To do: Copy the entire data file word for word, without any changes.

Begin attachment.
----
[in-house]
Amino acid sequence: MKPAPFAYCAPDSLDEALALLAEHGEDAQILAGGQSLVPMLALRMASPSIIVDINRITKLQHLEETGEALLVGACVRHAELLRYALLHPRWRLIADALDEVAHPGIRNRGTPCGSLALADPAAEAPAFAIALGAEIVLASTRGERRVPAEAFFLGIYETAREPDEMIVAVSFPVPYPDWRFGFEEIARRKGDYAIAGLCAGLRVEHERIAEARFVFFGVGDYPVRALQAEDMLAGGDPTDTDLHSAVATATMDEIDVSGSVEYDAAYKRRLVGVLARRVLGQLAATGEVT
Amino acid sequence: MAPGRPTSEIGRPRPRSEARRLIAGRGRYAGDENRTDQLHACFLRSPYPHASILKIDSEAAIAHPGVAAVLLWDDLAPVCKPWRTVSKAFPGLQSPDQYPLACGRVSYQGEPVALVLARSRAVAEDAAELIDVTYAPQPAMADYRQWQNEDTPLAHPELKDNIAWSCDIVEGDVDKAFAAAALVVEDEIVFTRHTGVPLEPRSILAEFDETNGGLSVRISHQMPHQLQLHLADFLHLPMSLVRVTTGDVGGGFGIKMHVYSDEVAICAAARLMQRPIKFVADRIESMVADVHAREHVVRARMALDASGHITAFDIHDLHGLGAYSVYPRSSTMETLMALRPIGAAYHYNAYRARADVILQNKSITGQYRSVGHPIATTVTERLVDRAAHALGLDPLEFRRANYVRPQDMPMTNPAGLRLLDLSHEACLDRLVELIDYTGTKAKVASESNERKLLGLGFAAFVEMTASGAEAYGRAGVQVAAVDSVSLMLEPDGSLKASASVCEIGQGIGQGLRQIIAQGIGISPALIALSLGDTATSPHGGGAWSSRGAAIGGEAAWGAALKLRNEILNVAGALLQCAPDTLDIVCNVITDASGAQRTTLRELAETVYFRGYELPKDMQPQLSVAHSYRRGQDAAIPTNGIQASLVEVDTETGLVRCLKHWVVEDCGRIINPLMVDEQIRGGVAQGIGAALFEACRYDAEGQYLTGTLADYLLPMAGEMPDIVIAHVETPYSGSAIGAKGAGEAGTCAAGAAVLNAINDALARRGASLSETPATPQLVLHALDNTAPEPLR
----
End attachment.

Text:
[in-house]
Amino acid sequence: MKPAPFAYCAPDSLDEALALLAEHGEDAQILAGGQSLVPMLALRMASPSIIVDINRITKLQHLEETGEALLVGACVRHAELLRYALLHPRWRLIADALDEVAHPGIRNRGTPCGSLALADPAAEAPAFAIALGAEIVLASTRGERRVPAEAFFLGIYETAREPDEMIVAVSFPVPYPDWRFGFEEIARRKGDYAIAGLCAGLRVEHERIAEARFVFFGVGDYPVRALQAEDMLAGGDPTDTDLHSAVATATMDEIDVSGSVEYDAAYKRRLVGVLARRVLGQLAATGEVT
Amino acid sequence: MAPGRPTSEIGRPRPRSEARRLIAGRGRYAGDENRTDQLHACFLRSPYPHASILKIDSEAAIAHPGVAAVLLWDDLAPVCKPWRTVSKAFPGLQSPDQYPLACGRVSYQGEPVALVLARSRAVAEDAAELIDVTYAPQPAMADYRQWQNEDTPLAHPELKDNIAWSCDIVEGDVDKAFAAAALVVEDEIVFTRHTGVPLEPRSILAEFDETNGGLSVRISHQMPHQLQLHLADFLHLPMSLVRVTTGDVGGGFGIKMHVYSDEVAICAAARLMQRPIKFVADRIESMVADVHAREHVVRARMALDASGHITAFDIHDLHGLGAYSVYPRSSTMETLMALRPIGAAYHYNAYRARADVILQNKSITGQYRSVGHPIATTVTERLVDRAAHALGLDPLEFRRANYVRPQDMPMTNPAGLRLLDLSHEACLDRLVELIDYTGTKAKVASESNERKLLGLGFAAFVEMTASGAEAYGRAGVQVAAVDSVSLMLEPDGSLKASASVCEIGQGIGQGLRQIIAQGIGISPALIALSLGDTATSPHGGGAWSSRGAAIGGEAAWGAALKLRNEILNVAGALLQCAPDTLDIVCNVITDASGAQRTTLRELAETVYFRGYELPKDMQPQLSVAHSYRRGQDAAIPTNGIQASLVEVDTETGLVRCLKHWVVEDCGRIINPLMVDEQIRGGVAQGIGAALFEACRYDAEGQYLTGTLADYLLPMAGEMPDIVIAHVETPYSGSAIGAKGAGEAGTCAAGAAVLNAINDALARRGASLSETPATPQLVLHALDNTAPEPLR